“We’ll collaborate with and support the CDC. But we won’t interfere with what the CDC is in charge of,” said Minister Chung.

The government also vowed to change the current system which involves family members staying with patients at medical facilities as main caretakers, by introducing fulltime nursing care in as many hospitals as possible.

Also, in order to prevent general hospitals from becoming overcrowded -- which may make inpatients with serious conditions more vulnerable to infection -- the government said it would start charging fees for those who file request forms to see a doctor at tertiary hospitals. Up until now, patients who wished to see a doctor at a general hospital could do so with a referral from their doctors at smaller clinics, free of charge.

“We are also requiring doctors to write down symptoms of patients who may have infectious diseases when writing their referrals,” said Kwon Deok-cheol, the assistant minister for health care policy at the Health Ministry.

“This way, doctors at general hospitals as well as health authorities will be informed immediately when there is a patient with unusual symptoms.”

Negative pressure rooms require using a special ventilation system that produces negative pressure to make sure air flows into the isolation room for infected patients, but does not escape from the room. The system is normally used to quarantine patients with airborne contagious diseases such as tuberculosis.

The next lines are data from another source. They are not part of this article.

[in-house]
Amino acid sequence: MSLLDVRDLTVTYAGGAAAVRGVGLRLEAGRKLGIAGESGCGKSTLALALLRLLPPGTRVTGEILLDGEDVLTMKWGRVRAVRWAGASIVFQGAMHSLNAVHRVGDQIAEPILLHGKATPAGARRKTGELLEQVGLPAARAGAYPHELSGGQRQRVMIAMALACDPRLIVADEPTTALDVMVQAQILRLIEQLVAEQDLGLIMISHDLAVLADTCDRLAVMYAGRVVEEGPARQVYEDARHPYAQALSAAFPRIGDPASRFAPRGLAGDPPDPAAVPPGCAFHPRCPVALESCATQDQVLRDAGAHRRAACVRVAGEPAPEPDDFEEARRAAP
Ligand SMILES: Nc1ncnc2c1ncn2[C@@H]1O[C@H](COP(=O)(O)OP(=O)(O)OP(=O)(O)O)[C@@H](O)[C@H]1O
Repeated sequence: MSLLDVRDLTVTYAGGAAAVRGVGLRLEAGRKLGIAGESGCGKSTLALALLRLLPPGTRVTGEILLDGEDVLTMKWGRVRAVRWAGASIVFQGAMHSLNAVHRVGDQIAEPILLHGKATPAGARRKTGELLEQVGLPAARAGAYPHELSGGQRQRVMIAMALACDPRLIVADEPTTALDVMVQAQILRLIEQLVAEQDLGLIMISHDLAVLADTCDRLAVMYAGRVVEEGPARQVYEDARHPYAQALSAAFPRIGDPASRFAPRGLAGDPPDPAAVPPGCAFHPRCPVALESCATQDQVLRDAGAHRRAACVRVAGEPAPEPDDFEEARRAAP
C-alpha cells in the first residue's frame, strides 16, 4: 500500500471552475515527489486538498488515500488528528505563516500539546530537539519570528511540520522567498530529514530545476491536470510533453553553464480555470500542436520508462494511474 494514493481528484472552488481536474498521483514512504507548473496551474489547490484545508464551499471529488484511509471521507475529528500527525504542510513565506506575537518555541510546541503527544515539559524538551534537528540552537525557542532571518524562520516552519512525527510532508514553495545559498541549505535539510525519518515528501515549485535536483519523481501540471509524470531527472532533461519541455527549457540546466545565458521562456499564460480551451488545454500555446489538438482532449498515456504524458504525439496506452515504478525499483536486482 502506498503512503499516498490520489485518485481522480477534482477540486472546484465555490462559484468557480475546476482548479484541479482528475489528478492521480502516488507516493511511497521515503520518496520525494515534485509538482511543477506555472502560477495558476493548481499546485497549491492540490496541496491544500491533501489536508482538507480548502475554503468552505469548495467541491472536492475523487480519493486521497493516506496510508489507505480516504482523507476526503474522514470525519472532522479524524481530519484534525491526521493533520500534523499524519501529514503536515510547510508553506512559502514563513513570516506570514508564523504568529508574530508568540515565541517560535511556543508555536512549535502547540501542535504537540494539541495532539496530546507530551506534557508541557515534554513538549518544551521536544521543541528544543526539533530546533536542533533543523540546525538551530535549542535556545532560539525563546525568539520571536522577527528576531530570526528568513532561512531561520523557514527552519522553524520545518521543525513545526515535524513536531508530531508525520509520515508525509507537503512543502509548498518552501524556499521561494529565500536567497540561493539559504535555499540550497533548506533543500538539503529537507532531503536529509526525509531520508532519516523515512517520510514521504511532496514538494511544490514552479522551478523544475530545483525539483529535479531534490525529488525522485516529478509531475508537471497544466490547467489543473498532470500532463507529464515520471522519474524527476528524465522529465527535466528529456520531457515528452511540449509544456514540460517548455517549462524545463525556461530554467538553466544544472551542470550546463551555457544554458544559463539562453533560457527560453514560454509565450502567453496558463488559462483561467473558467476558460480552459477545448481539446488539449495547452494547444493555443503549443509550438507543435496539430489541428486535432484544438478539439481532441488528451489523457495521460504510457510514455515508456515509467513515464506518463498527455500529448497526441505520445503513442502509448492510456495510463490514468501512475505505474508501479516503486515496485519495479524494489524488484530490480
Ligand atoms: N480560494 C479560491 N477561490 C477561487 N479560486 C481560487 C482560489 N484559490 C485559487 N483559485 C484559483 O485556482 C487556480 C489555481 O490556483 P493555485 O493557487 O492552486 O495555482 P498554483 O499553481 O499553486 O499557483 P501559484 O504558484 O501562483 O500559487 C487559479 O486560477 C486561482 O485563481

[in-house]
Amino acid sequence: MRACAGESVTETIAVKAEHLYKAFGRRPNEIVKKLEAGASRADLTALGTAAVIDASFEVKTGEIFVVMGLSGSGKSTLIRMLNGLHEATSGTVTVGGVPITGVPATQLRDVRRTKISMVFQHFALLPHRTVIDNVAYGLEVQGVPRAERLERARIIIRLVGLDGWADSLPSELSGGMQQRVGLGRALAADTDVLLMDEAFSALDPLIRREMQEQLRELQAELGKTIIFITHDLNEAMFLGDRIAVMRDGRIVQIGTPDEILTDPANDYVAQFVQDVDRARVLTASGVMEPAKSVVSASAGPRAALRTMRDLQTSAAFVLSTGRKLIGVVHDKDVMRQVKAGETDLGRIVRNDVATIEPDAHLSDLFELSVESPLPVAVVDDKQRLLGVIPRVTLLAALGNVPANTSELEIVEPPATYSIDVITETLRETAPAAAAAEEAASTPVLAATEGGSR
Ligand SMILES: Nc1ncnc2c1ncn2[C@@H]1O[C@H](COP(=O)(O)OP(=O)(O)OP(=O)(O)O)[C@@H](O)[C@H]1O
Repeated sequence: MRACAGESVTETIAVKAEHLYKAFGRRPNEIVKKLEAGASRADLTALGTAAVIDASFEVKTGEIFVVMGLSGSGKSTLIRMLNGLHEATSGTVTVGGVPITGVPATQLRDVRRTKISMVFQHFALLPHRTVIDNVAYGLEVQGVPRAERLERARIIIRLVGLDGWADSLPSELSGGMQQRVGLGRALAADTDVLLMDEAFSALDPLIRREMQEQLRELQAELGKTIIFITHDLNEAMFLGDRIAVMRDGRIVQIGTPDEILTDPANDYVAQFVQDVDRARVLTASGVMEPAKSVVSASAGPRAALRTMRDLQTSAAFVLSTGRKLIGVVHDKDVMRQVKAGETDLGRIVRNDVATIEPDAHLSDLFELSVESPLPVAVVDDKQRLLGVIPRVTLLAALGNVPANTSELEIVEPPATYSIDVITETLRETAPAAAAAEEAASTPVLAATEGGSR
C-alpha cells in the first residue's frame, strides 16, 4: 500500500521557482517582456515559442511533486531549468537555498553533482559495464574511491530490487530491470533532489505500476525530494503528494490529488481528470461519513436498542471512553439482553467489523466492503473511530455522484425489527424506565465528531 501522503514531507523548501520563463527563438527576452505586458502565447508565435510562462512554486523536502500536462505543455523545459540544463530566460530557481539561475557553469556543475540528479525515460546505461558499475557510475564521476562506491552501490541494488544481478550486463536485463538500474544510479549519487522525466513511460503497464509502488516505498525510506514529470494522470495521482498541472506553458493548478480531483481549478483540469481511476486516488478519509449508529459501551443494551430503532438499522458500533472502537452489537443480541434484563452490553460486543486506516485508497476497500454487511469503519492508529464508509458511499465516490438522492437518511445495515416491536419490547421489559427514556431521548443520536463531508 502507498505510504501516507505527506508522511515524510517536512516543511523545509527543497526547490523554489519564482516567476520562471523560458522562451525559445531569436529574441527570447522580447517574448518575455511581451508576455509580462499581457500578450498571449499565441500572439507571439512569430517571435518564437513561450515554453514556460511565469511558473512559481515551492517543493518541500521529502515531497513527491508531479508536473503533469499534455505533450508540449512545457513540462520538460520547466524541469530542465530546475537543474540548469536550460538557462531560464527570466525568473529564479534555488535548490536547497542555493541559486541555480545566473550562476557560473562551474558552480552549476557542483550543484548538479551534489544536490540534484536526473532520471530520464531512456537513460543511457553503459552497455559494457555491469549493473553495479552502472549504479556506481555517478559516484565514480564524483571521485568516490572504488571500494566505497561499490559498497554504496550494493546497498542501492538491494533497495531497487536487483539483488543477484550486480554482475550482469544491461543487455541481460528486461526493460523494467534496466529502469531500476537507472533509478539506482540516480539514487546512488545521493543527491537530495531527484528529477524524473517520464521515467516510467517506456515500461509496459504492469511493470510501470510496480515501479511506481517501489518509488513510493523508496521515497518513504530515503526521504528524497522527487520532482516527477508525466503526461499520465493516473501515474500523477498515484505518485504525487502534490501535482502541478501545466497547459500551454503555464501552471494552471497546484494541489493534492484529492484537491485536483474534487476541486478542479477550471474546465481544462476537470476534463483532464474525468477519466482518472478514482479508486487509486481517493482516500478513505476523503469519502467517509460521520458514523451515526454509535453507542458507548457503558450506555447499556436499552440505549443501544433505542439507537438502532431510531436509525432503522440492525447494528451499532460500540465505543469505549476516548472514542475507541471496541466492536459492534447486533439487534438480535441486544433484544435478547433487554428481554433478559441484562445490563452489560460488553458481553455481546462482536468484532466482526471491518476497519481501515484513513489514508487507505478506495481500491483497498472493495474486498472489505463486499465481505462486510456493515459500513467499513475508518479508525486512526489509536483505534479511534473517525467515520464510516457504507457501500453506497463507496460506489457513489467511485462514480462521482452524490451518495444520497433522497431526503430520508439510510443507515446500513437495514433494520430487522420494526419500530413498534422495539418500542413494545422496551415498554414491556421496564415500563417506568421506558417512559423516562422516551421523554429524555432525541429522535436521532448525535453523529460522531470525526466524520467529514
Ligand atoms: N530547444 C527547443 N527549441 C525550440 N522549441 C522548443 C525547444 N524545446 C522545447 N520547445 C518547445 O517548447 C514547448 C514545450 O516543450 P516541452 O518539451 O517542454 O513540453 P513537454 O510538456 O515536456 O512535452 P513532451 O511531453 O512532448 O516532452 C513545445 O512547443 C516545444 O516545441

The government plans to expand the number of such rooms to 1,500 nationwide by the year 2020. A total of 43 government-designated high-level general hospitals, including the Samsung Medical Center and Asan Medical Center in Seoul, as well as hospitals with 300 or more patient beds, will be required to establish and run the rooms.

Meanwhile, a recent study showed that the government may need to spend 4.6 trillion won ($4.3 billion) to establish a new system that offers full nursing care including assistance usually provided by patients’ families. Korea currently has the lowest patient-to-nurse ratio among the OECD nations, at 0.28 nurses per patient.

To increase the number of nurses, the Health Ministry has announced it will establish a two-year nursing program at universities. Currently, there are two types of nursing certificates in Korea. One can be obtained by attending a four-year university program, while the other only requires a yearlong certification program offered in non-university institutions. With the newly established program, there will be three types of nurses with different skills and responsibilities, including caring for inpatients,

However, the plan has been fiercely opposed by the representative bodies of Korean nurses, who claim that nurses with degrees in four-year programs would likely be replaced by those with less prestigious degrees once the new system gets established.

By Claire Lee (